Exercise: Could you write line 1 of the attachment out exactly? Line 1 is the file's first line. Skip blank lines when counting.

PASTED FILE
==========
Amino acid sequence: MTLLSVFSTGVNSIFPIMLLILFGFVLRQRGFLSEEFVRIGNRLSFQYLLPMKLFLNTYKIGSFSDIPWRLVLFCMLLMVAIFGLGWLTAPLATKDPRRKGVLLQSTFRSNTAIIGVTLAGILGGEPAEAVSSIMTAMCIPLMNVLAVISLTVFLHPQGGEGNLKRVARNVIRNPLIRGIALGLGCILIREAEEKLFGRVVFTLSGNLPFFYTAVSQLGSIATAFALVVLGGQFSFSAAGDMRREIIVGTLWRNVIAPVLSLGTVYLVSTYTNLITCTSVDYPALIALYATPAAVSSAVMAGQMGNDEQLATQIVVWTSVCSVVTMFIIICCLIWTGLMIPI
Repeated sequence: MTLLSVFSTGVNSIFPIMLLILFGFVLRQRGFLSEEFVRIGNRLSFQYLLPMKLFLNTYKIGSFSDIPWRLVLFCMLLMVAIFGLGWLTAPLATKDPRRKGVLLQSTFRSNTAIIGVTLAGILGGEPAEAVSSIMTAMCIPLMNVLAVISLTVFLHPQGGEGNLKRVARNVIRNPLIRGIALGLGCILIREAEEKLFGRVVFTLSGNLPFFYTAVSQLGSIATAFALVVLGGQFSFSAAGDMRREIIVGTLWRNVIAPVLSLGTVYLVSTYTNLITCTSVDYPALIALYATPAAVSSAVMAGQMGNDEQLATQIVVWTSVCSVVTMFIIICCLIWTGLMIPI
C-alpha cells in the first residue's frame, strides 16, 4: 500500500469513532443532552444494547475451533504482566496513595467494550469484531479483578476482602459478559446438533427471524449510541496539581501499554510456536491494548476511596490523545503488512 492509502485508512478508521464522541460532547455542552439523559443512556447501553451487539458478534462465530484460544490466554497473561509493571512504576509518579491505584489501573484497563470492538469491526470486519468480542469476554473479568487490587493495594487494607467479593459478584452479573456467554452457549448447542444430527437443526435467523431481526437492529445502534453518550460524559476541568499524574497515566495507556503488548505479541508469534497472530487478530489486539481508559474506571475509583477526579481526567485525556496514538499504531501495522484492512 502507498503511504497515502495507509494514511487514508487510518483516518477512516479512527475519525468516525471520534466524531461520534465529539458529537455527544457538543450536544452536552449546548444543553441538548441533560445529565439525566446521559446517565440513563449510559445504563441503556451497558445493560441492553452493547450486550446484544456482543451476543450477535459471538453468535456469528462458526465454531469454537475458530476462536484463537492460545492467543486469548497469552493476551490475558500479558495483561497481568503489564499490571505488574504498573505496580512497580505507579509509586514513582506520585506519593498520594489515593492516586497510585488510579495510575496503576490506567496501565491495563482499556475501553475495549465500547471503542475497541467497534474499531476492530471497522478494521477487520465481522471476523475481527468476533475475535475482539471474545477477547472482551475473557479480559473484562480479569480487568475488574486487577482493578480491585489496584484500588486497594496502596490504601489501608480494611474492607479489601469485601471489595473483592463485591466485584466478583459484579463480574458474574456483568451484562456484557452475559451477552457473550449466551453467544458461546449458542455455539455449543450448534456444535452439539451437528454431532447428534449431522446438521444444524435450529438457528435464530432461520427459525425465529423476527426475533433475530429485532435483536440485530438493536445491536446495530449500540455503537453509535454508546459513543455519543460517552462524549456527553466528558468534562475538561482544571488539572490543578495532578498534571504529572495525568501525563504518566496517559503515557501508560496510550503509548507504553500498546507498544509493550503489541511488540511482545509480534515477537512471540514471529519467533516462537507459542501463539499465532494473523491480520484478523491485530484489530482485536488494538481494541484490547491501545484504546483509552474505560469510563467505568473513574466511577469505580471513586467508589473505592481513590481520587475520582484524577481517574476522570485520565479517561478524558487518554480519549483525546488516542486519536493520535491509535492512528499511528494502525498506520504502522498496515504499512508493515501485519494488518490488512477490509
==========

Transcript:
Amino acid sequence: MTLLSVFSTGVNSIFPIMLLILFGFVLRQRGFLSEEFVRIGNRLSFQYLLPMKLFLNTYKIGSFSDIPWRLVLFCMLLMVAIFGLGWLTAPLATKDPRRKGVLLQSTFRSNTAIIGVTLAGILGGEPAEAVSSIMTAMCIPLMNVLAVISLTVFLHPQGGEGNLKRVARNVIRNPLIRGIALGLGCILIREAEEKLFGRVVFTLSGNLPFFYTAVSQLGSIATAFALVVLGGQFSFSAAGDMRREIIVGTLWRNVIAPVLSLGTVYLVSTYTNLITCTSVDYPALIALYATPAAVSSAVMAGQMGNDEQLATQIVVWTSVCSVVTMFIIICCLIWTGLMIPI